In A Menagerie of Curiosities, I explore the fascinating results of experiments that explore how life develops.
Science to me is about exploring what's unknown and what's impossible. So what happens if you implant eyes onto a tail of a blinded tadpole? One might not expect anything — the brain of a tadpole didn't evolve to find an eye on its tail. But developmental biologist Michael Levin at Tufts University and his colleagues discovered these eyes can help tadpoles see again, helping reveal how adaptable the brain is. (For more images, look at this photo gallery.)
Crazily enough, the eyes survive the destruction of the tail during tadpole to frog metamorphosis and end up healthy. On the frogs' butts.
I'm actually familiar with bizarre tadpoles — I wrote my baccalaureate thesis on headless tadpoles and the brou-ha-ha that erupted over wild claims such research would lead to human organ factories based on headless clones. Never mind artificial wombs currently don't exist, so one would have to find women to raise such clones inside them. Never mind headless clones wouldn't survive to term.
When I asked Levin if he felt weird painstakingly grafting eyes into the tails of tadpoles, he said such research was actually normal for him — "we have four-headed worms, six-legged frogs, and many other unusual creatures here as part of our work on bioelectricity and organ regeneration."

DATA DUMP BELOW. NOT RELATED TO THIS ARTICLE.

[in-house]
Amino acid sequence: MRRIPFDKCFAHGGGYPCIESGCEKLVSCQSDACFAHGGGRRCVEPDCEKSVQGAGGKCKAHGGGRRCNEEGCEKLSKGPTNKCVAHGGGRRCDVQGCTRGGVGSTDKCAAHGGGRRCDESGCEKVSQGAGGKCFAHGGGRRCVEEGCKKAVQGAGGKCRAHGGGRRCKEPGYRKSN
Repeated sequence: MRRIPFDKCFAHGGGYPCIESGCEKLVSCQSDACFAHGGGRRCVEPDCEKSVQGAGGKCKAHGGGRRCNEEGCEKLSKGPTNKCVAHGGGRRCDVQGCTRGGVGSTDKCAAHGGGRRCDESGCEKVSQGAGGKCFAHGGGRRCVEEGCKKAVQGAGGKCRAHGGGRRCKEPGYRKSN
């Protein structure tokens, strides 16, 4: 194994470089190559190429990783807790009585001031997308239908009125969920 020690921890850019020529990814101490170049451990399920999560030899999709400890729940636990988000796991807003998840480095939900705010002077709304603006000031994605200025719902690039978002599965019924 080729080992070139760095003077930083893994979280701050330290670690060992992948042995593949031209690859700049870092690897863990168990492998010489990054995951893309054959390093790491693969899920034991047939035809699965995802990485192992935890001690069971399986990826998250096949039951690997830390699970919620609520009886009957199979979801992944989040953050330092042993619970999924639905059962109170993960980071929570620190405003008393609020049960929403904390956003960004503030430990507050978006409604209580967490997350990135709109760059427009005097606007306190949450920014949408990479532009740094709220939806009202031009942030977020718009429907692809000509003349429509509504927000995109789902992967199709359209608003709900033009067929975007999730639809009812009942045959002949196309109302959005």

Four-headed worms? Six-legged frogs? Frogs with eyes on their butts? I'm launching a new feature here to highlight these strange, extraordinary creatures.
The name for what I hope will be a weekly series, "A Menagerie of Curiosities," refers to the wonder rooms and cabinets of curiosities that housed anomalies and mysteries in Renaissance Europe and ultimately served as the forerunners of museums. (A great modern cabinet of curiosity is the Museum of Jurassic Technology in Los Angeles, featured in the book "Mr. Wilson's Cabinet Of Wonder," both of which I highly recommend.)
A display of such oddities might undoubtedly come across as a circus freak show, and I won't deny a certain morbid curiosity on my part with such work. But these experiments aren't done for sport — they shine a light on how the fundamentals of life work. For instance, these findings are evidence the brain may survey its body to figure out what it can do instead of limiting use of its body parts to expected roles. If this were not the case, every time a mutation led to an anatomical improvement, the change would be useless and the animal might die and not pass on its beneficial mutation. As such, the brain's adaptability makes it easier for complex new body features to evolve.
Ultimately, Levin hopes this work can help treat blindness and other sensory disorders, by testing how adaptable the nervous system is to, say, implants that could help people see. Furthermore, such research could not only help replace lost senses, but augment people with new ones — anyone want infrared vision?